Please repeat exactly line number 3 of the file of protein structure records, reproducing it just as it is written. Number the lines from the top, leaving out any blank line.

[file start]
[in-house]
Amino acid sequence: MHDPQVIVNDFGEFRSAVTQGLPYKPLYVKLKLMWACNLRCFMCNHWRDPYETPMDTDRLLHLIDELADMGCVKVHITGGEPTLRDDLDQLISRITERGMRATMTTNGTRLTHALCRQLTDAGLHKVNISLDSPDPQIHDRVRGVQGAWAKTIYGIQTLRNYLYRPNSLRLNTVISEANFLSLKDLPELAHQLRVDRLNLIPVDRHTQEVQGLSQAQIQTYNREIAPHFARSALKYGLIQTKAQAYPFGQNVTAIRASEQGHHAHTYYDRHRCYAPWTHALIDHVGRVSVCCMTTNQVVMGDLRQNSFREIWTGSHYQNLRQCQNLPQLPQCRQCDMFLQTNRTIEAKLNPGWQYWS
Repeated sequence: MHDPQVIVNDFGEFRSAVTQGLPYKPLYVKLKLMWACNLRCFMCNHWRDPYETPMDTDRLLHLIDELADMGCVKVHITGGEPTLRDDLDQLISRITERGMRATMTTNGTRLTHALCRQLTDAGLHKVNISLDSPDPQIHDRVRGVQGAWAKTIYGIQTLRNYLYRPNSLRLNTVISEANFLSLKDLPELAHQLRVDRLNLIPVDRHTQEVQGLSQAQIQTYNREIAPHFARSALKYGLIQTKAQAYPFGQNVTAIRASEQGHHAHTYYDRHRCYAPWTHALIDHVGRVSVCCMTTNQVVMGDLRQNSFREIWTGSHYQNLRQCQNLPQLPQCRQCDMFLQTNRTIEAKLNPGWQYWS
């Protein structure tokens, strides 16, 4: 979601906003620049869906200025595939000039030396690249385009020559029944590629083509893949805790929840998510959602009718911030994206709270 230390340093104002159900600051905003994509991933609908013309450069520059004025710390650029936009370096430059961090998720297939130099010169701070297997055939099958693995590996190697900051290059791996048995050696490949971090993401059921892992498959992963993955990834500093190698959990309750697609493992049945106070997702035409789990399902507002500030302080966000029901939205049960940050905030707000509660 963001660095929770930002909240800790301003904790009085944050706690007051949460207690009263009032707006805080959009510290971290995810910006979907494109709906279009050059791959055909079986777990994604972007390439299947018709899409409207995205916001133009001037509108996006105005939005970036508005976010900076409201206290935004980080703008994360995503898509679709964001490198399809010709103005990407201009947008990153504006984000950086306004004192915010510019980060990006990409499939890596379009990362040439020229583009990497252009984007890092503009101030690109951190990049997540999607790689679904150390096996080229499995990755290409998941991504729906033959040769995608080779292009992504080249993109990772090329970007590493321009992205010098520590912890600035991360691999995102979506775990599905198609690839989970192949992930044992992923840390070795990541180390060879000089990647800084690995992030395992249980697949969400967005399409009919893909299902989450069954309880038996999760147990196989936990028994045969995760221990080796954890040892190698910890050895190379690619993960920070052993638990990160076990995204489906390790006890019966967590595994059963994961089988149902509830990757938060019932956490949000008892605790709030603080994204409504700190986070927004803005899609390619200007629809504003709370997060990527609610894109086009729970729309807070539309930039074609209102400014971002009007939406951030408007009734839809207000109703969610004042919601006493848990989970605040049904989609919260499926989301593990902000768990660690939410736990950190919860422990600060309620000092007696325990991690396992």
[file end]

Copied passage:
Repeated sequence: MHDPQVIVNDFGEFRSAVTQGLPYKPLYVKLKLMWACNLRCFMCNHWRDPYETPMDTDRLLHLIDELADMGCVKVHITGGEPTLRDDLDQLISRITERGMRATMTTNGTRLTHALCRQLTDAGLHKVNISLDSPDPQIHDRVRGVQGAWAKTIYGIQTLRNYLYRPNSLRLNTVISEANFLSLKDLPELAHQLRVDRLNLIPVDRHTQEVQGLSQAQIQTYNREIAPHFARSALKYGLIQTKAQAYPFGQNVTAIRASEQGHHAHTYYDRHRCYAPWTHALIDHVGRVSVCCMTTNQVVMGDLRQNSFREIWTGSHYQNLRQCQNLPQLPQCRQCDMFLQTNRTIEAKLNPGWQYWS